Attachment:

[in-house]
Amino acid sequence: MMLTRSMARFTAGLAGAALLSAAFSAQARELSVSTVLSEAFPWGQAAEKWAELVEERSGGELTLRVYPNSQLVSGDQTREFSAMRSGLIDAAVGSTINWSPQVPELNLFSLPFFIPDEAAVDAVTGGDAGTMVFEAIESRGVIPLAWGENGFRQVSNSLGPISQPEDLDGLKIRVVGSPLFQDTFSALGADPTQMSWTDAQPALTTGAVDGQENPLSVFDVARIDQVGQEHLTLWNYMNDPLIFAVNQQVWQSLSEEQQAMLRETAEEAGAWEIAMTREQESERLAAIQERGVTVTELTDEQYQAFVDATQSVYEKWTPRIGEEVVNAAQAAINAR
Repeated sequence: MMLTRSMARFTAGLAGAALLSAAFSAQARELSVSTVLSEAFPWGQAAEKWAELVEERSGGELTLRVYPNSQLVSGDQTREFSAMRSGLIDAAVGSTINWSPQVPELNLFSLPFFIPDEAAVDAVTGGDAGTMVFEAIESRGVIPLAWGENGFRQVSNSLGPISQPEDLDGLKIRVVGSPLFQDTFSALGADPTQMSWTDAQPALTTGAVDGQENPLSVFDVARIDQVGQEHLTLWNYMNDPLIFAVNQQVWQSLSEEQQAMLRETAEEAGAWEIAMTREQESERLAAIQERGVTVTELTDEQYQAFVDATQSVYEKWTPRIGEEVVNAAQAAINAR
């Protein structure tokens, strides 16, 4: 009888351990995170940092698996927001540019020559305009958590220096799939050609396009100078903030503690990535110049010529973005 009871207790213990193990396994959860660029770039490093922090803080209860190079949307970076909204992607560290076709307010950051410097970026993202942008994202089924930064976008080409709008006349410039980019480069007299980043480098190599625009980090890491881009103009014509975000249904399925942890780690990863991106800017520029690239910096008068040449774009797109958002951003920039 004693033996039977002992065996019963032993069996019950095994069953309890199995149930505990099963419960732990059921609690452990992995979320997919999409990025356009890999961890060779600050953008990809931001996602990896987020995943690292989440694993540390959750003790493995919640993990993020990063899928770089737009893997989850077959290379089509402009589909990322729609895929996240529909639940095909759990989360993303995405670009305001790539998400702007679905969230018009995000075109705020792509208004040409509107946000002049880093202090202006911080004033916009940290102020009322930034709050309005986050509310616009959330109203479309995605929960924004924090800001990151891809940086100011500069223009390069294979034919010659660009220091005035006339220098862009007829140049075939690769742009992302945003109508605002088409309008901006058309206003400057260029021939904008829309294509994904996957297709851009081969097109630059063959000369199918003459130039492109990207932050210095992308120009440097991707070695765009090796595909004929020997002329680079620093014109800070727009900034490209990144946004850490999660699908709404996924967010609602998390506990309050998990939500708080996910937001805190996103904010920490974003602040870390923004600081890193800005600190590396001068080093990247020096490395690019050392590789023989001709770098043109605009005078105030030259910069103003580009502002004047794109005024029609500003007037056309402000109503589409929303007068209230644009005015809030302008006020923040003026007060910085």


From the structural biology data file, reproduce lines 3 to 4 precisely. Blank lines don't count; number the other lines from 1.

Repeated sequence: MMLTRSMARFTAGLAGAALLSAAFSAQARELSVSTVLSEAFPWGQAAEKWAELVEERSGGELTLRVYPNSQLVSGDQTREFSAMRSGLIDAAVGSTINWSPQVPELNLFSLPFFIPDEAAVDAVTGGDAGTMVFEAIESRGVIPLAWGENGFRQVSNSLGPISQPEDLDGLKIRVVGSPLFQDTFSALGADPTQMSWTDAQPALTTGAVDGQENPLSVFDVARIDQVGQEHLTLWNYMNDPLIFAVNQQVWQSLSEEQQAMLRETAEEAGAWEIAMTREQESERLAAIQERGVTVTELTDEQYQAFVDATQSVYEKWTPRIGEEVVNAAQAAINAR
């Protein structure tokens, strides 16, 4: 009888351990995170940092698996927001540019020559305009958590220096799939050609396009100078903030503690990535110049010529973005 009871207790213990193990396994959860660029770039490093922090803080209860190079949307970076909204992607560290076709307010950051410097970026993202942008994202089924930064976008080409709008006349410039980019480069007299980043480098190599625009980090890491881009103009014509975000249904399925942890780690990863991106800017520029690239910096008068040449774009797109958002951003920039 004693033996039977002992065996019963032993069996019950095994069953309890199995149930505990099963419960732990059921609690452990992995979320997919999409990025356009890999961890060779600050953008990809931001996602990896987020995943690292989440694993540390959750003790493995919640993990993020990063899928770089737009893997989850077959290379089509402009589909990322729609895929996240529909639940095909759990989360993303995405670009305001790539998400702007679905969230018009995000075109705020792509208004040409509107946000002049880093202090202006911080004033916009940290102020009322930034709050309005986050509310616009959330109203479309995605929960924004924090800001990151891809940086100011500069223009390069294979034919010659660009220091005035006339220098862009007829140049075939690769742009992302945003109508605002088409309008901006058309206003400057260029021939904008829309294509994904996957297709851009081969097109630059063959000369199918003459130039492109990207932050210095992308120009440097991707070695765009090796595909004929020997002329680079620093014109800070727009900034490209990144946004850490999660699908709404996924967010609602998390506990309050998990939500708080996910937001805190996103904010920490974003602040870390923004600081890193800005600190590396001068080093990247020096490395690019050392590789023989001709770098043109605009005078105030030259910069103003580009502002004047794109005024029609500003007037056309402000109503589409929303007068209230644009005015809030302008006020923040003026007060910085």